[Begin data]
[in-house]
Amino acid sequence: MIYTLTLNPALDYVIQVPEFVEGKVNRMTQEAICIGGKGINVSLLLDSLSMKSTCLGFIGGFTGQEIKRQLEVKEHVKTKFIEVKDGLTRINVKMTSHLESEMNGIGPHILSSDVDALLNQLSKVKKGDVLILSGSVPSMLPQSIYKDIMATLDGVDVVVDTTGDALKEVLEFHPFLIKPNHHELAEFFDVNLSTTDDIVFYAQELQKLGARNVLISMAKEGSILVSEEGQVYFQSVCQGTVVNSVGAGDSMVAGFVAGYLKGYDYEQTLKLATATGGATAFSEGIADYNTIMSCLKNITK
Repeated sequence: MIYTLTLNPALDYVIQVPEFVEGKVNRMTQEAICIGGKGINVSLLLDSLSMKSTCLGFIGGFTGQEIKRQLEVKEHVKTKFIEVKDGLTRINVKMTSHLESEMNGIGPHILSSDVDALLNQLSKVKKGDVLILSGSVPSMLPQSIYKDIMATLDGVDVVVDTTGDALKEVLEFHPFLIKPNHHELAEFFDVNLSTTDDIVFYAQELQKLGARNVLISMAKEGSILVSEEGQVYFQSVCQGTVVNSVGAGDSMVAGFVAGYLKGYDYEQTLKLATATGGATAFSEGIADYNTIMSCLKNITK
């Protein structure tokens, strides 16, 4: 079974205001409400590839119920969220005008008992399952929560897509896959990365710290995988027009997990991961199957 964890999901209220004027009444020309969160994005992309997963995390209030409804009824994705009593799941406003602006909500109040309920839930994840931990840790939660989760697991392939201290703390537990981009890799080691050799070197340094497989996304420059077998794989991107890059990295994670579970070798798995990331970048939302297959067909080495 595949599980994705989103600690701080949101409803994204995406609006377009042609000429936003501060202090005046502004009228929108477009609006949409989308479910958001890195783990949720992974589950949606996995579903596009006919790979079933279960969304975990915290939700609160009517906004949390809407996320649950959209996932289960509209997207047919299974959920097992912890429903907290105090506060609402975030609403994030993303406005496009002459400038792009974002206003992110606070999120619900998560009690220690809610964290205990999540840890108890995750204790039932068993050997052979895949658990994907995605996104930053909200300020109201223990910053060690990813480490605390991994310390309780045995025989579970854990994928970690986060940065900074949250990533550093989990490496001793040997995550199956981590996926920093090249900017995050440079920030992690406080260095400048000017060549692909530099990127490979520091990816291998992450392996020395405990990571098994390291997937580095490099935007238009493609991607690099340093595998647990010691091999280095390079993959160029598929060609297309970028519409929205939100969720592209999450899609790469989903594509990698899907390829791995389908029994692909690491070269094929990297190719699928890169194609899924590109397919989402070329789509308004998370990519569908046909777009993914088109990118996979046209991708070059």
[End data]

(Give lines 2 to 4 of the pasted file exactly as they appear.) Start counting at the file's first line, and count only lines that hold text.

Amino acid sequence: MIYTLTLNPALDYVIQVPEFVEGKVNRMTQEAICIGGKGINVSLLLDSLSMKSTCLGFIGGFTGQEIKRQLEVKEHVKTKFIEVKDGLTRINVKMTSHLESEMNGIGPHILSSDVDALLNQLSKVKKGDVLILSGSVPSMLPQSIYKDIMATLDGVDVVVDTTGDALKEVLEFHPFLIKPNHHELAEFFDVNLSTTDDIVFYAQELQKLGARNVLISMAKEGSILVSEEGQVYFQSVCQGTVVNSVGAGDSMVAGFVAGYLKGYDYEQTLKLATATGGATAFSEGIADYNTIMSCLKNITK
Repeated sequence: MIYTLTLNPALDYVIQVPEFVEGKVNRMTQEAICIGGKGINVSLLLDSLSMKSTCLGFIGGFTGQEIKRQLEVKEHVKTKFIEVKDGLTRINVKMTSHLESEMNGIGPHILSSDVDALLNQLSKVKKGDVLILSGSVPSMLPQSIYKDIMATLDGVDVVVDTTGDALKEVLEFHPFLIKPNHHELAEFFDVNLSTTDDIVFYAQELQKLGARNVLISMAKEGSILVSEEGQVYFQSVCQGTVVNSVGAGDSMVAGFVAGYLKGYDYEQTLKLATATGGATAFSEGIADYNTIMSCLKNITK
């Protein structure tokens, strides 16, 4: 079974205001409400590839119920969220005008008992399952929560897509896959990365710290995988027009997990991961199957 964890999901209220004027009444020309969160994005992309997963995390209030409804009824994705009593799941406003602006909500109040309920839930994840931990840790939660989760697991392939201290703390537990981009890799080691050799070197340094497989996304420059077998794989991107890059990295994670579970070798798995990331970048939302297959067909080495 595949599980994705989103600690701080949101409803994204995406609006377009042609000429936003501060202090005046502004009228929108477009609006949409989308479910958001890195783990949720992974589950949606996995579903596009006919790979079933279960969304975990915290939700609160009517906004949390809407996320649950959209996932289960509209997207047919299974959920097992912890429903907290105090506060609402975030609403994030993303406005496009002459400038792009974002206003992110606070999120619900998560009690220690809610964290205990999540840890108890995750204790039932068993050997052979895949658990994907995605996104930053909200300020109201223990910053060690990813480490605390991994310390309780045995025989579970854990994928970690986060940065900074949250990533550093989990490496001793040997995550199956981590996926920093090249900017995050440079920030992690406080260095400048000017060549692909530099990127490979520091990816291998992450392996020395405990990571098994390291997937580095490099935007238009493609991607690099340093595998647990010691091999280095390079993959160029598929060609297309970028519409929205939100969720592209999450899609790469989903594509990698899907390829791995389908029994692909690491070269094929990297190719699928890169194609899924590109397919989402070329789509308004998370990519569908046909777009993914088109990118996979046209991708070059």